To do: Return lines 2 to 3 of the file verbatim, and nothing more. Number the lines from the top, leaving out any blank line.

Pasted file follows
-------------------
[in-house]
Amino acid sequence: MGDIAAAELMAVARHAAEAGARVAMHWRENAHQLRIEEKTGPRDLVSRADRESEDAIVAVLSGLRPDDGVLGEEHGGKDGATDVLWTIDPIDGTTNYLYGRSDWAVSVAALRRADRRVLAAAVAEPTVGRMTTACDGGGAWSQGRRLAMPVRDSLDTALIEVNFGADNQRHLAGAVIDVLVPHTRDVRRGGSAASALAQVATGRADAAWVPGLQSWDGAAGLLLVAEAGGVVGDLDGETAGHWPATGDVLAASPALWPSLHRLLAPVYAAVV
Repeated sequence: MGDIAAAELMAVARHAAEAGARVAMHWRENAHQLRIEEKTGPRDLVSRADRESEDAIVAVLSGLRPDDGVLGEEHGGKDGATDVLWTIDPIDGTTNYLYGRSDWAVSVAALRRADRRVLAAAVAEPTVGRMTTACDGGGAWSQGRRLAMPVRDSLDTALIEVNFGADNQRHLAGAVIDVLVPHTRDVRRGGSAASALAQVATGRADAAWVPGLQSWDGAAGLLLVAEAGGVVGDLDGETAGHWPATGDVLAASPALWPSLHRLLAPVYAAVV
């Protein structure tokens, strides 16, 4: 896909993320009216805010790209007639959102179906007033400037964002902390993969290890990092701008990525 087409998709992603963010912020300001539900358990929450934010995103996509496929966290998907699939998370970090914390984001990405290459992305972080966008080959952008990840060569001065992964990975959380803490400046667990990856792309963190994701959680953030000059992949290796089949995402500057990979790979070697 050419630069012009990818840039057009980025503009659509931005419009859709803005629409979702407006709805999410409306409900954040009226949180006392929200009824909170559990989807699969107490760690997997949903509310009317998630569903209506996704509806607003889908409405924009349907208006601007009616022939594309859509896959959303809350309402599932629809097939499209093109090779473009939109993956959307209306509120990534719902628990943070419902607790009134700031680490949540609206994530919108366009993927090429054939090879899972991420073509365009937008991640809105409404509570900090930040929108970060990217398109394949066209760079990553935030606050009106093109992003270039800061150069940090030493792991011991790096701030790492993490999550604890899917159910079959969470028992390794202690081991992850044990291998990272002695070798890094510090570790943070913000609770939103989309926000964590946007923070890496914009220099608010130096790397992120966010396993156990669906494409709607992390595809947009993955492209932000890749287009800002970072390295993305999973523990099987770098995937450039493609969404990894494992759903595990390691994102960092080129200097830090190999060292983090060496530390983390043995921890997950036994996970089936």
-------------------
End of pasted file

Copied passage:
Amino acid sequence: MGDIAAAELMAVARHAAEAGARVAMHWRENAHQLRIEEKTGPRDLVSRADRESEDAIVAVLSGLRPDDGVLGEEHGGKDGATDVLWTIDPIDGTTNYLYGRSDWAVSVAALRRADRRVLAAAVAEPTVGRMTTACDGGGAWSQGRRLAMPVRDSLDTALIEVNFGADNQRHLAGAVIDVLVPHTRDVRRGGSAASALAQVATGRADAAWVPGLQSWDGAAGLLLVAEAGGVVGDLDGETAGHWPATGDVLAASPALWPSLHRLLAPVYAAVV
Repeated sequence: MGDIAAAELMAVARHAAEAGARVAMHWRENAHQLRIEEKTGPRDLVSRADRESEDAIVAVLSGLRPDDGVLGEEHGGKDGATDVLWTIDPIDGTTNYLYGRSDWAVSVAALRRADRRVLAAAVAEPTVGRMTTACDGGGAWSQGRRLAMPVRDSLDTALIEVNFGADNQRHLAGAVIDVLVPHTRDVRRGGSAASALAQVATGRADAAWVPGLQSWDGAAGLLLVAEAGGVVGDLDGETAGHWPATGDVLAASPALWPSLHRLLAPVYAAVV